The characters are helped immensely by some of the best voice-acting I've seen in gaming. None of the stilted tones of Horizon: Zero Dawn or one voice actor voicing 20 Skyrim characters (yes, I know they are both RPG's and as such have their own challenges). No, sir. Instead, we get voice and mo-cap work that could rival actors in live-action films (an in some cases, surpass them). Drake, Sully. Elena and Harry especially are almost real people by the end of the games.

Gunplay is pretty solid overall, taking inspiration from other third-person, cover-based shooters. Each game adds systems and ideas to the gunplay, with 3 even allowing you to throw grenades back and grab hold of enemies. The guns as a whole feel good to use, with my preferred types being a pistol and an assault rifle to allow for wide areas of attack but the game doesn't really punish you for using any weapon set-up. Just make sure to keep an eye on your ammo, especially in higher difficulties.

Parkour is a staple of the series as well, and much like gunplay, is developed with each iteration. You can perform incredible feats of acrobatics with Drake, throwing him pretty much anywhere and he'll stick, be it on the side of a moving train or hanging off a clock tower. One problem with it, which I felt odd in a linear game, was that I was often stuck as to what I could and couldn't jump at. Most of the time the game did a good job of pointing me in the right direction, but there were times, especially in the later games when the environments became more crowded and the parkour points more natural, where I happened to jump, thinking I was going the right way, only to be met with a greyed-out screen and Elena shouting 'Nate! No!'.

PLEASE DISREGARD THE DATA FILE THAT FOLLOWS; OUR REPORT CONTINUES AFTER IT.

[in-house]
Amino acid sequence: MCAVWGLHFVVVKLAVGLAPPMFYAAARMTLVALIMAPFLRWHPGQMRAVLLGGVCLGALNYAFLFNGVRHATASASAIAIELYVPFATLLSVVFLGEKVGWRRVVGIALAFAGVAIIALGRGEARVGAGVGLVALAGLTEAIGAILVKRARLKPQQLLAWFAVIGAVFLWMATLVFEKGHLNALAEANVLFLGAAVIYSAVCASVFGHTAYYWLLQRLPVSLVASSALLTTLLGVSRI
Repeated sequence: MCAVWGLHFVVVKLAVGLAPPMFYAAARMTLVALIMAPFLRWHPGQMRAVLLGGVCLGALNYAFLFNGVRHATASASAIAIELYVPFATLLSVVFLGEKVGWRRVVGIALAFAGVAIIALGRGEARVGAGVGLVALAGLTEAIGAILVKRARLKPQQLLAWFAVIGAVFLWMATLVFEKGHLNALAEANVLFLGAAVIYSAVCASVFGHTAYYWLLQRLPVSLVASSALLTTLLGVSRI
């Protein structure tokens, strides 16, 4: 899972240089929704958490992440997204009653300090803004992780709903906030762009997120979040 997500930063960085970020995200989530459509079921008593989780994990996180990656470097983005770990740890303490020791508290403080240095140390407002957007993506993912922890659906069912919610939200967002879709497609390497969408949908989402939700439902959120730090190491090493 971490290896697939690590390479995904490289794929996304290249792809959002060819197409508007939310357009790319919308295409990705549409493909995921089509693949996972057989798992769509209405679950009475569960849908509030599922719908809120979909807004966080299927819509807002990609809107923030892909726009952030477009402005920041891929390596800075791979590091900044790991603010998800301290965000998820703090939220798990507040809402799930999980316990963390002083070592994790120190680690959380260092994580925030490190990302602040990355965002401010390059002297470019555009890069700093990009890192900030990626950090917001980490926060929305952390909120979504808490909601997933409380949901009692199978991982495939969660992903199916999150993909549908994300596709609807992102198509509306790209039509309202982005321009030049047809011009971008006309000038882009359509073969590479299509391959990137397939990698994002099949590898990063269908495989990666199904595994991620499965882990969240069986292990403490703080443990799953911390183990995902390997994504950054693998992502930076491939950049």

The puzzles as well were a mixed bag sometimes. A few I found quite rewarding, especially when you were met with a large room and parkour - you felt like the only one able to solve them. Other times though, I was either surprised at how easy the puzzle was and wondered why the previous explorers couldn't work them out or they were really difficult and obscure, and I had to spend a good deal of time before succumbing to the hint button.

Ah, boss battles. What an odd beast you are. Some games are made around you, cramming every new idea they have into the belly of said beast. Others use you as an afterthought when the enemy you are chasing has grown too powerful to allow for anything else. This is the case for the Uncharted series, with boss battles in the first two games serving as the climaxes of their respective stories, succeeding in one thing. Slowly the games down. A lot. This is especially the case with Uncharted 2, where the final battle took me a good 30-40 mins (in a 10-12-hour game, this is a long time). Yes, I was playing on hard mode, but still, it was such a change of pace, I thought I needed to mention it here.

Any of my misgivings about the games were quickly erased, however, when a set piece arrived. Be it the multiple trains in Uncharted 2 (running and hanging), the mansion on fire in 3 or the jet-ski levels in 1 (...), the set pieces in this series are some of the best. Naughty Dog really did some ingenious things with the environments and programming to make them as stellar as they are, and if you can play them without much knowledge going in, I think that's the best way.

Conclusion: a superb collection of titles that harken back to a time of fun and adventure, which has been sorely missed from games of this generation. Highly recommended to anyone with an interest in Indiana Jones, parkour or quick wit.

Rating: 90%

Thanks for reading, Satamer.

P.S. yes, I didn't like the jet-ski levels that much either. The idea of using vehicles or animals in an Uncharted game was great (as shown by the horse-back riding in 3) but making it so you couldn't move or shoot at the same time? An... Odd design choice to say the least.